The Great Exhibition Road Festival  2024

Posted 19th June 2024 by Lorraine Gibson

The Great Exhibition Road Festival is a free annual celebration of science and the arts each summer in South Kensington, led by Imperial College London. This year the event took place on 15-16 June to celebrate how science and the arts help people, communities and nature flourish. 

Visitors could enjoy hands-on workshops, fascinating talks, performances and installations from iconic museums, research and culture organisations, including Imperial College London, the Natural History Museum, Royal College of Music, Science Museum, V&A, Royal Albert Hall and many more.   

Target Malaria was present last year, and it was a pleasure to be exhibiting again in the NextGen Zone at the Science Museum’s Smith Centre catered towards young people to help inspire and encourage them to be interested in sciences. 

People listening to ”Swarm” sonification.
Carla Siniscalchi of Imperial College London explains the mosquito life cycle. 

The stand featured various communication tools, such as our  card game “Mozzie Drive”, the  “Swarm” sonification, live mosquitoes and larvae allowing visitors to come face-to-face with mosquitoes.   We also launched our new microinjection game which was trialled at the Imperial Lates event in February. The game is created in collaboration with Michael Marston, a British video game developer, and Louise Marston, one of Target Malaria’s senior research technicians at Imperial College London. The game allows the player to enter a simulation laboratory, which has been modelled after our real laboratory, and play a module to experience the process of microinjection. Microinjection is a key part of our research and science. It is a difficult process that necessitates skills and patience to sort out embryos and then inject them with a DNA solution. We have a blog which outlines the process written by Louise Marston, who is our top microinjector of mosquito embryos at the Crisanti Lab.  Read the blog here.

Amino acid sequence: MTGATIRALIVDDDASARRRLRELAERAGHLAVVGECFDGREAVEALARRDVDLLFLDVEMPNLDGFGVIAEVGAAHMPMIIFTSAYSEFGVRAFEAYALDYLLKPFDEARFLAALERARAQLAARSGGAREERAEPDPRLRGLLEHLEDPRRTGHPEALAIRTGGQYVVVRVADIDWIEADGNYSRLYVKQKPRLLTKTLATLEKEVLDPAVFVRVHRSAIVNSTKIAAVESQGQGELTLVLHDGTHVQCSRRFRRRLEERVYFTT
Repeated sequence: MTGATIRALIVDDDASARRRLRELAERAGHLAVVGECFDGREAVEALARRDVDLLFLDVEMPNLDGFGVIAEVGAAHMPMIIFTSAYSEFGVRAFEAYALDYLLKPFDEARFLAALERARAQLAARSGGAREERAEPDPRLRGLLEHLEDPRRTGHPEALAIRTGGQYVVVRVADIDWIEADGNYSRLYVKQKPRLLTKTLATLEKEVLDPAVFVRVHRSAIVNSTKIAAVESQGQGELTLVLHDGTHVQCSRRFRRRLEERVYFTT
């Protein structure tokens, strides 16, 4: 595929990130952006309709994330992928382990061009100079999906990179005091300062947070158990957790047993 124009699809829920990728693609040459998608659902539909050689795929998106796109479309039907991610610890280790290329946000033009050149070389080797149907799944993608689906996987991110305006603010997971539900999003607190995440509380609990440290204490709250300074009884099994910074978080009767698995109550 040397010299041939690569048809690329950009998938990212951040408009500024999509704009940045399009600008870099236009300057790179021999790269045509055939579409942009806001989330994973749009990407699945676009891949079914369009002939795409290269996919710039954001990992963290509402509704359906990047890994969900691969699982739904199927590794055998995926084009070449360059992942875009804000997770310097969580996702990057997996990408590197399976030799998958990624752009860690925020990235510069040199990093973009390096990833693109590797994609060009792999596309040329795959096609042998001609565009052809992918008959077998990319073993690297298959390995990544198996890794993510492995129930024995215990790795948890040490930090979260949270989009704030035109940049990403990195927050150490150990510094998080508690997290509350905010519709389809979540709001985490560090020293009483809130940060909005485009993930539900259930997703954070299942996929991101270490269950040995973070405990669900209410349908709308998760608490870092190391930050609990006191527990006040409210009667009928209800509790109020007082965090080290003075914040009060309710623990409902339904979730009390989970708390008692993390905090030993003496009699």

Two young people play the new microinjection game.

This year we also partnered with the PaintLab who paired us with an amazing artist, DREPH. The aim was for DREPH to paint a mural inspired by a conversation with Dr. Alekos Simoni on the Target Malaria project and research. The piece is called ‘Children at play’ and pays homage to Stephen Pusey’s 1980s mural of the same name. It celebrates the innocence of childhood, while also highlighting the vulnerability of young children in tropical and sub-tropical regions where malaria, transmitted by infected female Anopheles mosquitoes, remains a significant threat. 

DREPH’s large scale mural.

Thank you to all the visitors who visited the festival and our stand! We look forward to next year.